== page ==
If I warned them once, I warned them 1,000 times!
The Australian dollar (FXA) is going to fall.
That?s why I cautioned my Aussie friends to sell their homes, get the money the hell out of the country, and pay for their overseas vacations in advance.
As long as it is a de facto colony of China, the fortunes of the Land Down Under are completely tied to economic prospects there.
It is almost a waste of time looking at the Reserve Bank of Australia?s data releases. They have become a deep lagging, and really irrelevant indicators. You are better off going to the source, and that is in Beijing.
And therein lies the problem.
It is highly unlikely that the government in China has any idea what their economy is actually doing. Sure, they pump out the usual figures on a reliable basis like clockwork. These are educated guesses, at best.
Even in a perfect world, collecting numbers from 1.3 billion participants is a hopeless task. The US is unable to do these with any real accuracy, and we have one quarter of their population and vastly superior technology.
For what it is worth, Chinese President Xi Jinping has promised that his country?s GDP growth will not fall below a 6.5% annual rate for the next five years. At this pace, China is still creating more economic activity that any other country in the world.
Which leaves us nothing else to rely on but commodity prices to look at, far an away Australia?s largest earner. These are suggesting that the worst has yet to come.
Virtually the entire asset class hit new six year lows yesterday. I had to go to the weekly charts to see how ugly things really are.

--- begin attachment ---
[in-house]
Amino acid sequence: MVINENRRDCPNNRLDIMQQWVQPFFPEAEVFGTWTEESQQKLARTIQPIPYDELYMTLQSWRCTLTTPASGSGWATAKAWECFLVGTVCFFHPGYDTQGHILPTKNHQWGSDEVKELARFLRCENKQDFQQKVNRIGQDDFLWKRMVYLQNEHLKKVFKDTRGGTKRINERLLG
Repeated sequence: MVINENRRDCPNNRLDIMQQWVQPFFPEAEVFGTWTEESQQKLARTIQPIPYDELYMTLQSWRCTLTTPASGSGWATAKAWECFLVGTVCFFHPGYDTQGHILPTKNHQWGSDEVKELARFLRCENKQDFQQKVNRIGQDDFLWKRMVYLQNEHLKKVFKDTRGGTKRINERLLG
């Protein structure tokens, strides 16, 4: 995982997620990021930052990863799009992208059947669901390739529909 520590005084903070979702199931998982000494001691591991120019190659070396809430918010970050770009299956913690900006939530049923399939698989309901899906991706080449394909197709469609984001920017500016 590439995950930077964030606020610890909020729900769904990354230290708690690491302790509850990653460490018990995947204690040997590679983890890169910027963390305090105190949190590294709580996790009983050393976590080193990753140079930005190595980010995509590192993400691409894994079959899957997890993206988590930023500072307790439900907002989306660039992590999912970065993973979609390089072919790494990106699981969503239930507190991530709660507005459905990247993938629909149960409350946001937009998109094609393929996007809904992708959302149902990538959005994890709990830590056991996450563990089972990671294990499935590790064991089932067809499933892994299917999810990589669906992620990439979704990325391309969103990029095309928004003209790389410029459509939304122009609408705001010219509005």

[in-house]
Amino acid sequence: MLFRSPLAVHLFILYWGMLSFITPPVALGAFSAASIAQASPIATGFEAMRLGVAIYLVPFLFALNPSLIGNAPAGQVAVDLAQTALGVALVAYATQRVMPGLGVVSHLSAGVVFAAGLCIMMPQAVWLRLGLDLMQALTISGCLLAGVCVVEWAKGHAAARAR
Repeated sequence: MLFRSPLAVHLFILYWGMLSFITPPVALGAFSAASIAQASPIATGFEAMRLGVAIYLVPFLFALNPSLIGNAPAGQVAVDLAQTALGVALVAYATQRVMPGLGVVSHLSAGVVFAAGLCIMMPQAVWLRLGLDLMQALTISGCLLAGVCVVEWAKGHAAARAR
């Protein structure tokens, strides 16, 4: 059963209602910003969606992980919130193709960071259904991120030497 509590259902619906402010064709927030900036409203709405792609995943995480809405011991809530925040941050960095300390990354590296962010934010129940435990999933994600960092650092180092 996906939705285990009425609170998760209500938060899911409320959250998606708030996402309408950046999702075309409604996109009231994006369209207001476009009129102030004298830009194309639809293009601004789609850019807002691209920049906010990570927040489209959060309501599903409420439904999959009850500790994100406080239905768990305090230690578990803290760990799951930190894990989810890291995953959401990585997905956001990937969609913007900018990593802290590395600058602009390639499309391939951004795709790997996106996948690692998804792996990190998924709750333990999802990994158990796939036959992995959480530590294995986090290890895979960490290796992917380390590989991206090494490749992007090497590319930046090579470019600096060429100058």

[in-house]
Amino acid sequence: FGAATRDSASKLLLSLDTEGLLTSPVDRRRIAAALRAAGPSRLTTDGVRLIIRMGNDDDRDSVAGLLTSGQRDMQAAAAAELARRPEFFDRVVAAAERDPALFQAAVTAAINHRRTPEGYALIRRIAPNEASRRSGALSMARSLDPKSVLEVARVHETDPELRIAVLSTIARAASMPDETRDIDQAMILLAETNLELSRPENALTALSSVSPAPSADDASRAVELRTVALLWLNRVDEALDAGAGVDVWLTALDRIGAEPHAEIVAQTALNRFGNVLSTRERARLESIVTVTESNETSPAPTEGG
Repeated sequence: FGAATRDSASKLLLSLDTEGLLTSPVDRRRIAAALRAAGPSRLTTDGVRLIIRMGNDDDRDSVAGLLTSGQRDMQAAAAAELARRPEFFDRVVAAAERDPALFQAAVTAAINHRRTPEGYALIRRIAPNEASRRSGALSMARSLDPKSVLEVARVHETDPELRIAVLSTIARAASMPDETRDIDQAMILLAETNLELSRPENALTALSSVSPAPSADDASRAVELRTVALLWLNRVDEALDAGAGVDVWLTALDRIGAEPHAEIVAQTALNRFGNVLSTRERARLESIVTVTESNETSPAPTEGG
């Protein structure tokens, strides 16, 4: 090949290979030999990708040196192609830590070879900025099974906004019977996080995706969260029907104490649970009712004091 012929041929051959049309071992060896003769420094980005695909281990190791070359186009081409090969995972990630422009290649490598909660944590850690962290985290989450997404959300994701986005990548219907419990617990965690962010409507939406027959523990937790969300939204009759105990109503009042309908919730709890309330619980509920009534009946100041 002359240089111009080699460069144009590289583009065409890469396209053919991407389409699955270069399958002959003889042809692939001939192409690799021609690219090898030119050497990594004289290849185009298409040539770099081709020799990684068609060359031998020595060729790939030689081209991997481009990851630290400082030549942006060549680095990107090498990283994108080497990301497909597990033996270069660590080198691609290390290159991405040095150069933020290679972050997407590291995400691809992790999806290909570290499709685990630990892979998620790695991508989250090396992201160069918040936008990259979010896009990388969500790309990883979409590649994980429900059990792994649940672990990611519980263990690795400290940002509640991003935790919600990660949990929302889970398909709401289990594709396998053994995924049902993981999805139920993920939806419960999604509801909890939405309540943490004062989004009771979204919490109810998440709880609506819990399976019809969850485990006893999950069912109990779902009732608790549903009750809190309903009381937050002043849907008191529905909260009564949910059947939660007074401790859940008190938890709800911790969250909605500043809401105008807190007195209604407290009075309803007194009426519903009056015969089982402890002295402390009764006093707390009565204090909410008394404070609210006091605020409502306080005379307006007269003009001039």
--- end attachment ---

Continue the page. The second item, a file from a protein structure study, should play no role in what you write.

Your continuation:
Australia?s largest exports are iron ore (26%, or $68.2 billion worth), coal (KOL) (16%), gold (GLD) (8.1%), and petroleum (USO) (5.7%). When the world?s largest consumer of these slows down, so does demand for these commodities.
BHP Billiton Ltd. (BHP), the largest producer of iron ore, has seen its shares plunge 57% from last year?s high.
But wait! It gets worse.
I have written at length about the transition of China from an industrial to a services based economy. You would expect this, as the Middle Kingdom has virtually no commodity resources of its own, but lots of smart people.
In a nutshell, they wish they had America?s economy. Where services now account for a staggering 68% of all economic activity.
This is why China?s future lies with Alibaba (BABA), Baidu (BIDU), and JD.com (JD). It does NOT lie with its steel factories and coalmines, which by the way, recently announced layoffs of 100,000, the largest in history.
To learn more about the structural remaking of China, please click here for ?End of the Commodities Super Cycle?.
There is one bright spot to mention. Australia is making a transition to a services based economy of its own. Tourism is rocketing, as is the influx of flight capital from the Middle Kingdom.
Walk the streets of Brisbane these days, and you are overwhelmed by the abundance of Asians coming here to learn English, attain a high education, or start a new business. When I came here 40 years ago, they were virtually absent.
How low is low?
It doesn?t help that the governor of the Reserve Bank of Australia, Australia?s central bank, Glenn Stevens, despises his nation?s currency.
He has used every rally this year to talk down the Aussie, threatening interest rate cuts and quantitative easing.
The hope is that a deep discount currency will allow the exporters to maintain some pricing edge on the commodities front.
The market chatter is that the Aussie will take a run as low as $0.55, the 2008-09 Great Recession low.
Whether we actually get that far or not is a coin toss.
And will even $0.55 below enough for Glenn Stevens?